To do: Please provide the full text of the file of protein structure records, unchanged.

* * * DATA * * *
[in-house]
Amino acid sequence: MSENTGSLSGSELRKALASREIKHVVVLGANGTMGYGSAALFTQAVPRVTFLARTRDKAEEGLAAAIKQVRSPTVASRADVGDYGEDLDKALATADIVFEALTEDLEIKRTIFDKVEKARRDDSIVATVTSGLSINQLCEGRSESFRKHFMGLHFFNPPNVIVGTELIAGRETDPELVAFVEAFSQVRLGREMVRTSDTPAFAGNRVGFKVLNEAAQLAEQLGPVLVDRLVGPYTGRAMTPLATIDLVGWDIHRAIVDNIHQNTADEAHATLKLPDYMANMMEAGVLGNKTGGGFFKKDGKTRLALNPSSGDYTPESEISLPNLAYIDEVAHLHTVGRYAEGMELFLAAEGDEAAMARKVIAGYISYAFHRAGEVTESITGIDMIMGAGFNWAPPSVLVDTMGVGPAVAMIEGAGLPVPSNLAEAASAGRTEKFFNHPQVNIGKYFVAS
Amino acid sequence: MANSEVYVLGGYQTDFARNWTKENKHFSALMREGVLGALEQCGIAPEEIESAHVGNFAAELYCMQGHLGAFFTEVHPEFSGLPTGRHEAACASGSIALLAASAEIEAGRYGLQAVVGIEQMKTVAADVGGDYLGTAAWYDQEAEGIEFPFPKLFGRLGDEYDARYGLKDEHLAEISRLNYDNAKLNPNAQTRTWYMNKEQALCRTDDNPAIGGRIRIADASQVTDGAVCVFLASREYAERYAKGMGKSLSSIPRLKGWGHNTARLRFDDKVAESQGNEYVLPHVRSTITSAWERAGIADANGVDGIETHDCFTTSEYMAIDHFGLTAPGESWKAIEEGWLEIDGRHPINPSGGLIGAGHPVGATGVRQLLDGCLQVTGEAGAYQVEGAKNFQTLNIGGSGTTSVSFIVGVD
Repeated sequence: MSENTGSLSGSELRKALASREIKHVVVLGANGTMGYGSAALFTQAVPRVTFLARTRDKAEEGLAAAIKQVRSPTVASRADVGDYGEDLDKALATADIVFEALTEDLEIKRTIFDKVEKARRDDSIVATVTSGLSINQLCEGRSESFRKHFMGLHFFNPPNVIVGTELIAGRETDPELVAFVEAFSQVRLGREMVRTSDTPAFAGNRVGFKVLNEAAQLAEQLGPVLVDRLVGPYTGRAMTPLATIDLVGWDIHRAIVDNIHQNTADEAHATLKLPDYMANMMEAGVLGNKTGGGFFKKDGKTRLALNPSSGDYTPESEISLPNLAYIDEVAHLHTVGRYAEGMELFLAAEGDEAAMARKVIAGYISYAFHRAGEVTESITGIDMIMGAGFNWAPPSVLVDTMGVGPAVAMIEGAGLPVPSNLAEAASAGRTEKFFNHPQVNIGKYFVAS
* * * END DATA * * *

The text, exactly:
[in-house]
Amino acid sequence: MSENTGSLSGSELRKALASREIKHVVVLGANGTMGYGSAALFTQAVPRVTFLARTRDKAEEGLAAAIKQVRSPTVASRADVGDYGEDLDKALATADIVFEALTEDLEIKRTIFDKVEKARRDDSIVATVTSGLSINQLCEGRSESFRKHFMGLHFFNPPNVIVGTELIAGRETDPELVAFVEAFSQVRLGREMVRTSDTPAFAGNRVGFKVLNEAAQLAEQLGPVLVDRLVGPYTGRAMTPLATIDLVGWDIHRAIVDNIHQNTADEAHATLKLPDYMANMMEAGVLGNKTGGGFFKKDGKTRLALNPSSGDYTPESEISLPNLAYIDEVAHLHTVGRYAEGMELFLAAEGDEAAMARKVIAGYISYAFHRAGEVTESITGIDMIMGAGFNWAPPSVLVDTMGVGPAVAMIEGAGLPVPSNLAEAASAGRTEKFFNHPQVNIGKYFVAS
Amino acid sequence: MANSEVYVLGGYQTDFARNWTKENKHFSALMREGVLGALEQCGIAPEEIESAHVGNFAAELYCMQGHLGAFFTEVHPEFSGLPTGRHEAACASGSIALLAASAEIEAGRYGLQAVVGIEQMKTVAADVGGDYLGTAAWYDQEAEGIEFPFPKLFGRLGDEYDARYGLKDEHLAEISRLNYDNAKLNPNAQTRTWYMNKEQALCRTDDNPAIGGRIRIADASQVTDGAVCVFLASREYAERYAKGMGKSLSSIPRLKGWGHNTARLRFDDKVAESQGNEYVLPHVRSTITSAWERAGIADANGVDGIETHDCFTTSEYMAIDHFGLTAPGESWKAIEEGWLEIDGRHPINPSGGLIGAGHPVGATGVRQLLDGCLQVTGEAGAYQVEGAKNFQTLNIGGSGTTSVSFIVGVD
Repeated sequence: MSENTGSLSGSELRKALASREIKHVVVLGANGTMGYGSAALFTQAVPRVTFLARTRDKAEEGLAAAIKQVRSPTVASRADVGDYGEDLDKALATADIVFEALTEDLEIKRTIFDKVEKARRDDSIVATVTSGLSINQLCEGRSESFRKHFMGLHFFNPPNVIVGTELIAGRETDPELVAFVEAFSQVRLGREMVRTSDTPAFAGNRVGFKVLNEAAQLAEQLGPVLVDRLVGPYTGRAMTPLATIDLVGWDIHRAIVDNIHQNTADEAHATLKLPDYMANMMEAGVLGNKTGGGFFKKDGKTRLALNPSSGDYTPESEISLPNLAYIDEVAHLHTVGRYAEGMELFLAAEGDEAAMARKVIAGYISYAFHRAGEVTESITGIDMIMGAGFNWAPPSVLVDTMGVGPAVAMIEGAGLPVPSNLAEAASAGRTEKFFNHPQVNIGKYFVAS